audience. For the amount of moving parts on the B.B.'s stage, everything
feels a bit out of proportion, and the musicians end up coming off a bit
like pneumatic automatons — appropriate for Times Square, and most
certainly appropriate for the Phix, the Phish cover band that appeared on
Sunday the 22nd.
The marquee read "Phish Tribute", which must've seemed a bit like a "Puppet
Show and Spinal Tap" billing to opening act Brothers Past. At any rate, the
Pennsylvania quartet turned in a decent warm-up set, sounding closer to
professional than I've heard them so far. With keyboardist Tom McKee finally
at a decent place in the mix, and the often shrill attack of guitarist Tom
Hamilton buffered a little bit by the room, the band has rarely
sounded closer to the textural ideal that seem to be shooting for.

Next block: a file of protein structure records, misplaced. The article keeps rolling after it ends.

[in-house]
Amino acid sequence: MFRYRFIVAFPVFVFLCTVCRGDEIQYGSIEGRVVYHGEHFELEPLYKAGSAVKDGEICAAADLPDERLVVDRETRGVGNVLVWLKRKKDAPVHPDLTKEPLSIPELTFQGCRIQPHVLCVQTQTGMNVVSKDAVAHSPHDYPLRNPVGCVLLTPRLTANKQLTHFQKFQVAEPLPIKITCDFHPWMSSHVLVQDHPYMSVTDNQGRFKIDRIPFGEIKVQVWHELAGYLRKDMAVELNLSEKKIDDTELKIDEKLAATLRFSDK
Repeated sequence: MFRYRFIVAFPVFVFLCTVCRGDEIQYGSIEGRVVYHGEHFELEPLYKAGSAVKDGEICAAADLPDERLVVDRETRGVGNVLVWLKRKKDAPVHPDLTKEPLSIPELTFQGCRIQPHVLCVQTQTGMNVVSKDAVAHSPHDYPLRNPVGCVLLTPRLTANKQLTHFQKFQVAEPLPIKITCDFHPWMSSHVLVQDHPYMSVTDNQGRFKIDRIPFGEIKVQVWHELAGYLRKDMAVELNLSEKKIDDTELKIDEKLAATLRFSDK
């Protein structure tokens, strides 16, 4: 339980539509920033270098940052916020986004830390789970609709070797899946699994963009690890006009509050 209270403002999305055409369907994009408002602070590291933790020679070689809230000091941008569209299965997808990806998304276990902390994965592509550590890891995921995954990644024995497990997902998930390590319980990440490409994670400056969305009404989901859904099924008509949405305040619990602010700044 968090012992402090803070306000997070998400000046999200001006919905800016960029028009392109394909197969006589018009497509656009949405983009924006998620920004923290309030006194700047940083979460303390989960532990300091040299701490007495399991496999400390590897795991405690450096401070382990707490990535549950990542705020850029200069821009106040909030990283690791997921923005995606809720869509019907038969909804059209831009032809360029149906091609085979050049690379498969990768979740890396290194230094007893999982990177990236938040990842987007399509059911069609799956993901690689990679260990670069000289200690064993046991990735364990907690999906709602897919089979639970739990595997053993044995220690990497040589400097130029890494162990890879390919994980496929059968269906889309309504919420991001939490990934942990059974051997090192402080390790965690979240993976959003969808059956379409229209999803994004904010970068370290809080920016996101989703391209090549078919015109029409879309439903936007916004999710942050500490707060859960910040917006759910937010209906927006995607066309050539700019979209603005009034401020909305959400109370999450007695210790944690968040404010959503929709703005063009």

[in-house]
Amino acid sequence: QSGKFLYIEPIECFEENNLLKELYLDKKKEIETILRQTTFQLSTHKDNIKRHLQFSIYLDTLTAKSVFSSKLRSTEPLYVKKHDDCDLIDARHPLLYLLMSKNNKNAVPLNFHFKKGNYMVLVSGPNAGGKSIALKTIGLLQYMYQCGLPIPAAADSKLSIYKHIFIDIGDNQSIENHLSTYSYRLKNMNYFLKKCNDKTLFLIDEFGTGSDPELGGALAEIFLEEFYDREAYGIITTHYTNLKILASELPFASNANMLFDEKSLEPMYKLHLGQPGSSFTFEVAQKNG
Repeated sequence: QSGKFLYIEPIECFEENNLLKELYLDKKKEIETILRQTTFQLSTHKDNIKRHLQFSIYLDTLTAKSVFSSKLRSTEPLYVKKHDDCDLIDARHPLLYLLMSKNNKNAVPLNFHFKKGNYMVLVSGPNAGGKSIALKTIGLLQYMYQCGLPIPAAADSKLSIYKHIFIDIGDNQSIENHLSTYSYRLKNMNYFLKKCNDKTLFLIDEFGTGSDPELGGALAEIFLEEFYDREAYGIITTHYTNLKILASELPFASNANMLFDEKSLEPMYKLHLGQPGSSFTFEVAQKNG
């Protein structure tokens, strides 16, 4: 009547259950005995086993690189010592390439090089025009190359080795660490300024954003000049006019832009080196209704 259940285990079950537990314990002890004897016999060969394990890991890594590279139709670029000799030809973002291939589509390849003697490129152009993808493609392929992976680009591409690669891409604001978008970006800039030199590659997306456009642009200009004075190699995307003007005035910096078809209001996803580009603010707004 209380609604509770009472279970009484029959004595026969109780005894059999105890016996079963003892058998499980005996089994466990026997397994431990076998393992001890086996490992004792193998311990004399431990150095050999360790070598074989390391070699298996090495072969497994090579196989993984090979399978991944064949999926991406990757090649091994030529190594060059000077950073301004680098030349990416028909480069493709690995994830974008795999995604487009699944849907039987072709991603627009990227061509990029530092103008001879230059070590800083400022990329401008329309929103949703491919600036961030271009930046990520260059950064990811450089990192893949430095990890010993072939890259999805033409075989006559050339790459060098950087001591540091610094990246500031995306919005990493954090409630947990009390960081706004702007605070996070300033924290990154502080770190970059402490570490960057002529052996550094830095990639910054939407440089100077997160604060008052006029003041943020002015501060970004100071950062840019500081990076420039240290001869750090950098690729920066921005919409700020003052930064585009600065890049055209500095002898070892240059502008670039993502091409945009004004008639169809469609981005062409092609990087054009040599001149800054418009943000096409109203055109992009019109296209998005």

Their songs still tended towards squealy finishes, but their jams remained
nicely layered. They played with the Phix's stage set-up — which is to say,
they played with Phish's old-school stage set-up: keyboards on stage right,
drums on stage left.
It is rare to find rock music that can be quantified. The Phix qualify.
There is a right and wrong with their music — which is Phish's music, give
or take a few layers of meaning. One could watch them and really evaluate
objectively if they were doing it, y'know, right. The moments before
they took the stage were oddly uncomfortable, and I found myself realizing
just how much of Phish's music is wrapped up – justified, somehow – by their
own particular mythology and history. To remove those factors from the
performance would on, one level, leave only the music behind. But it would
also leave a gaping hole to really see how Phish's music worked.
"The first great Beatle innovation was familiarity with the names of every